Dubai Diaries: My very own Lost and Found
I hate seeing things lying around like nobody’s business, so the sooner I can get them out of sight, the better.
When I got married, I stopped asking myself the whys and wherefores of life — you know, the questions that bombarded millennial minds during their ‘quarter-life crisis’. Nagging concerns about the purpose of my existence fizzled out in the air, as they were easily dwarfed by two big questions that demanded instant answers every single day: ‘Love, where is my…?’ and ‘Have you seen my…?’
All of a sudden, I became my mother and my grandmother (and perhaps my great great grandmother, too) — the keepers of lost objects. It started the very first day we moved in together. “Where did you keep my phone charger again?” he asked. It was forgivable because we just unpacked and I handled most of the storage stuff. “In the box at the topmost shelf, sweetheart.” Soon enough, the romantic nicknames were dropped as the daily questions multiplied, ranging from keys to pens, eyeglasses, nail cutters, water bottles...you name it. I hate seeing things lying around like nobody’s business, so the sooner I can get them out of sight, the better. While I didn’t mind cleaning up, it became a marital problem because I miserably failed at remembering where I kept things. Imagine the chaos when he looked for an office USB, and I couldn’t give him an answer. “I just put it right here (pointing to a shelf in the bathroom). Please, where is it?” I needed a solution and so I asked Google. In seconds, I came across the brightest idea in the wizarding world of tidying up. Mums had apparently invented the ‘f***ket bucket’, a bin where you can just toss all the little things you pick up as you walk past a grand display of clutter on your shelves, tables, countertops. Off we went to a home store in Dubai and got ourselves our very own bucket of nothings. It was a game-changer. He stopped asking where things were because he knew instantly where I put them. “Chucked it right in the bucket,” I would tell him. But after some time, the bin turned into an overflowing jungle of clutter that could barely keep itself together. Cables were all tangled up, with their ends crawling up the basket like snakes. There were nuts and bolts, ballpen caps, paper clips, and receipts, too. Nope, it wasn’t sustainable. I felt like throwing everything away.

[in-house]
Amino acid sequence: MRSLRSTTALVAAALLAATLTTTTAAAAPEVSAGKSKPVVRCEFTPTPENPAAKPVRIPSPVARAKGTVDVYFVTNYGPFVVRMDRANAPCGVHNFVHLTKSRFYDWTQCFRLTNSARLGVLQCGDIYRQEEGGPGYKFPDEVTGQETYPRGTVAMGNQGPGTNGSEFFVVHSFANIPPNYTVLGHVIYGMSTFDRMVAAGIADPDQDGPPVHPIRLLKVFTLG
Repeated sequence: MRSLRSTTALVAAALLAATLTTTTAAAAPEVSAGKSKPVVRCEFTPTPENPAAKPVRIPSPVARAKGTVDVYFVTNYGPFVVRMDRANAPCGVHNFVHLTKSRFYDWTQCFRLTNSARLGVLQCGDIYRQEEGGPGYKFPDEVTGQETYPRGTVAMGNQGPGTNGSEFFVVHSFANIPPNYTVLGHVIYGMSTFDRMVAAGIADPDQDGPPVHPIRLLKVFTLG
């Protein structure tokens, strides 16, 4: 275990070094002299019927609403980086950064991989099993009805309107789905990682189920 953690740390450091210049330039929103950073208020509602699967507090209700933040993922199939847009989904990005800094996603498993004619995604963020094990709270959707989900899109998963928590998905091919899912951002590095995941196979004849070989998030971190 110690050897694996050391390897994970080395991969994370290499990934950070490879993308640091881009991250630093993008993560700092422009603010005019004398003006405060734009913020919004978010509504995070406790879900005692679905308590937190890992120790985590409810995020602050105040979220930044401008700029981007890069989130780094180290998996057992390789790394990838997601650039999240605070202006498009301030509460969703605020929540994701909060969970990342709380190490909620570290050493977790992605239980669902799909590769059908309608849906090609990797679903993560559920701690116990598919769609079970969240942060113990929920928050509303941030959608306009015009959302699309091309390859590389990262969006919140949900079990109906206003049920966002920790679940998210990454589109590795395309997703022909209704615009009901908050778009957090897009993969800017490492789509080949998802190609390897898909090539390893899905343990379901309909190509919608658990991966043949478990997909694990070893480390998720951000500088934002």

Then came our life-saver, a mini chest of drawers made of birch plywood. Its compartments came in three different sizes, so even if we were dropping random things inside, we were at least able to easily categorise them according to size. This meant tiny USBs and guitar picks don’t get eaten up by chunky laptop chargers. Life got so much easier as putting things in the right drawers became second nature to him. I, on the other hand, was relieved of the stress of having to mentally take note of where things were. It was the best thing we’ve ever bought in Dubai. Now, every time we see the miracle cabinet at the store, we can’t help but look at each other and smile. But then we were told, “Wait until the kids come along.”